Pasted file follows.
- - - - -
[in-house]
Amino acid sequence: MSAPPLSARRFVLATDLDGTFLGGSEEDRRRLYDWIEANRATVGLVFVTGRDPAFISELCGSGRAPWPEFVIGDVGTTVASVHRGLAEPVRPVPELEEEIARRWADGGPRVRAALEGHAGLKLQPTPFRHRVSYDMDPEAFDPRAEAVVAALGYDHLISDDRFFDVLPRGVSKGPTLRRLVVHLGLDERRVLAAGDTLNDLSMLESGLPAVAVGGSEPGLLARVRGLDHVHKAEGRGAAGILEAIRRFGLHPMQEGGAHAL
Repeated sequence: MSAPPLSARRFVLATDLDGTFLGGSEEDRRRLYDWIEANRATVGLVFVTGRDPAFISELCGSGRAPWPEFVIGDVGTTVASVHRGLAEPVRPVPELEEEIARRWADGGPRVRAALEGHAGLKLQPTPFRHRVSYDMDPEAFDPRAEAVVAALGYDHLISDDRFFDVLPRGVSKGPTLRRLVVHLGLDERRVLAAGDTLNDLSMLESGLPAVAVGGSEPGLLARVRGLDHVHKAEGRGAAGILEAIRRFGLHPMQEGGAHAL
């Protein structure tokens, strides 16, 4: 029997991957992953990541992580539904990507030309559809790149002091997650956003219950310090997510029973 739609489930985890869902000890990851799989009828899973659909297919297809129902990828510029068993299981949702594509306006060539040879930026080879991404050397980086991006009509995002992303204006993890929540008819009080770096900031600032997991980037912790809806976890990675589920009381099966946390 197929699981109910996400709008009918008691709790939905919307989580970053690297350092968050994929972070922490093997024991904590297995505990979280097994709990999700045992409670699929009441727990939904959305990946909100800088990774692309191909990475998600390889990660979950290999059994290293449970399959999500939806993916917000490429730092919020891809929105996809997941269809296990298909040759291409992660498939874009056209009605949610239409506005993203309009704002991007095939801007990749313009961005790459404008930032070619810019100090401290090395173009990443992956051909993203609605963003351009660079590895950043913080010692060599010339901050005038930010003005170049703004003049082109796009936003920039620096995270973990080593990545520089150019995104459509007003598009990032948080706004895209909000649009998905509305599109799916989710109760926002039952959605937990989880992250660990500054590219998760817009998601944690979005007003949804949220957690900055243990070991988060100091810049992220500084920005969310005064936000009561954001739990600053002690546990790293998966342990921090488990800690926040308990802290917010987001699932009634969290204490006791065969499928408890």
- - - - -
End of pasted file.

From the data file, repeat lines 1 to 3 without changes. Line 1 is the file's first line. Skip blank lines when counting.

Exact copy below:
[in-house]
Amino acid sequence: MSAPPLSARRFVLATDLDGTFLGGSEEDRRRLYDWIEANRATVGLVFVTGRDPAFISELCGSGRAPWPEFVIGDVGTTVASVHRGLAEPVRPVPELEEEIARRWADGGPRVRAALEGHAGLKLQPTPFRHRVSYDMDPEAFDPRAEAVVAALGYDHLISDDRFFDVLPRGVSKGPTLRRLVVHLGLDERRVLAAGDTLNDLSMLESGLPAVAVGGSEPGLLARVRGLDHVHKAEGRGAAGILEAIRRFGLHPMQEGGAHAL
Repeated sequence: MSAPPLSARRFVLATDLDGTFLGGSEEDRRRLYDWIEANRATVGLVFVTGRDPAFISELCGSGRAPWPEFVIGDVGTTVASVHRGLAEPVRPVPELEEEIARRWADGGPRVRAALEGHAGLKLQPTPFRHRVSYDMDPEAFDPRAEAVVAALGYDHLISDDRFFDVLPRGVSKGPTLRRLVVHLGLDERRVLAAGDTLNDLSMLESGLPAVAVGGSEPGLLARVRGLDHVHKAEGRGAAGILEAIRRFGLHPMQEGGAHAL